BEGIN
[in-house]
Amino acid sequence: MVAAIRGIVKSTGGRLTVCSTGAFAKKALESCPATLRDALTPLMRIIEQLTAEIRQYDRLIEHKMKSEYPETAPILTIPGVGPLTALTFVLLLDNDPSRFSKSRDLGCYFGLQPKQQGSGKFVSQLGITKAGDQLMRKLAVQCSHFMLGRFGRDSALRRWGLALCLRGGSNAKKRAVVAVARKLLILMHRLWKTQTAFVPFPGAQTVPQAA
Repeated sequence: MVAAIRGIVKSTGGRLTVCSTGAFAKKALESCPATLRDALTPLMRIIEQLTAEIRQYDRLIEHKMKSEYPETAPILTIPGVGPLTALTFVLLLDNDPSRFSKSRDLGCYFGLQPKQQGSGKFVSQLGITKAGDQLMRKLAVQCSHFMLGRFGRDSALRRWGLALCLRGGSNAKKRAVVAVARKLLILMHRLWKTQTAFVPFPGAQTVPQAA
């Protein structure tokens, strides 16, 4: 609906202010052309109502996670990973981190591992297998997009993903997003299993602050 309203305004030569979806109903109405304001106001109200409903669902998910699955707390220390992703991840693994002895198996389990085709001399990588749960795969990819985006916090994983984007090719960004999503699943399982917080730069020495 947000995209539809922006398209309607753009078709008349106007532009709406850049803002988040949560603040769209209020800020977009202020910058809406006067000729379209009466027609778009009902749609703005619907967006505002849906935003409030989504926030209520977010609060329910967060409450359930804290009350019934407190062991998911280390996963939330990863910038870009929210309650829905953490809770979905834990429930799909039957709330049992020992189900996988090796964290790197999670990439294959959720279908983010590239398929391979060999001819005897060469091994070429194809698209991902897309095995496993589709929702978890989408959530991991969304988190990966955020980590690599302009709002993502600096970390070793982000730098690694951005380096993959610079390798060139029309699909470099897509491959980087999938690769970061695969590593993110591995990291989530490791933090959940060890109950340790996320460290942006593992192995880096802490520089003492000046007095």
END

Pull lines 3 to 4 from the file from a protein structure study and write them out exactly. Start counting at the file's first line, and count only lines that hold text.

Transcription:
Repeated sequence: MVAAIRGIVKSTGGRLTVCSTGAFAKKALESCPATLRDALTPLMRIIEQLTAEIRQYDRLIEHKMKSEYPETAPILTIPGVGPLTALTFVLLLDNDPSRFSKSRDLGCYFGLQPKQQGSGKFVSQLGITKAGDQLMRKLAVQCSHFMLGRFGRDSALRRWGLALCLRGGSNAKKRAVVAVARKLLILMHRLWKTQTAFVPFPGAQTVPQAA
């Protein structure tokens, strides 16, 4: 609906202010052309109502996670990973981190591992297998997009993903997003299993602050 309203305004030569979806109903109405304001106001109200409903669902998910699955707390220390992703991840693994002895198996389990085709001399990588749960795969990819985006916090994983984007090719960004999503699943399982917080730069020495 947000995209539809922006398209309607753009078709008349106007532009709406850049803002988040949560603040769209209020800020977009202020910058809406006067000729379209009466027609778009009902749609703005619907967006505002849906935003409030989504926030209520977010609060329910967060409450359930804290009350019934407190062991998911280390996963939330990863910038870009929210309650829905953490809770979905834990429930799909039957709330049992020992189900996988090796964290790197999670990439294959959720279908983010590239398929391979060999001819005897060469091994070429194809698209991902897309095995496993589709929702978890989408959530991991969304988190990966955020980590690599302009709002993502600096970390070793982000730098690694951005380096993959610079390798060139029309699909470099897509491959980087999938690769970061695969590593993110591995990291989530490791933090959940060890109950340790996320460290942006593992192995880096802490520089003492000046007095």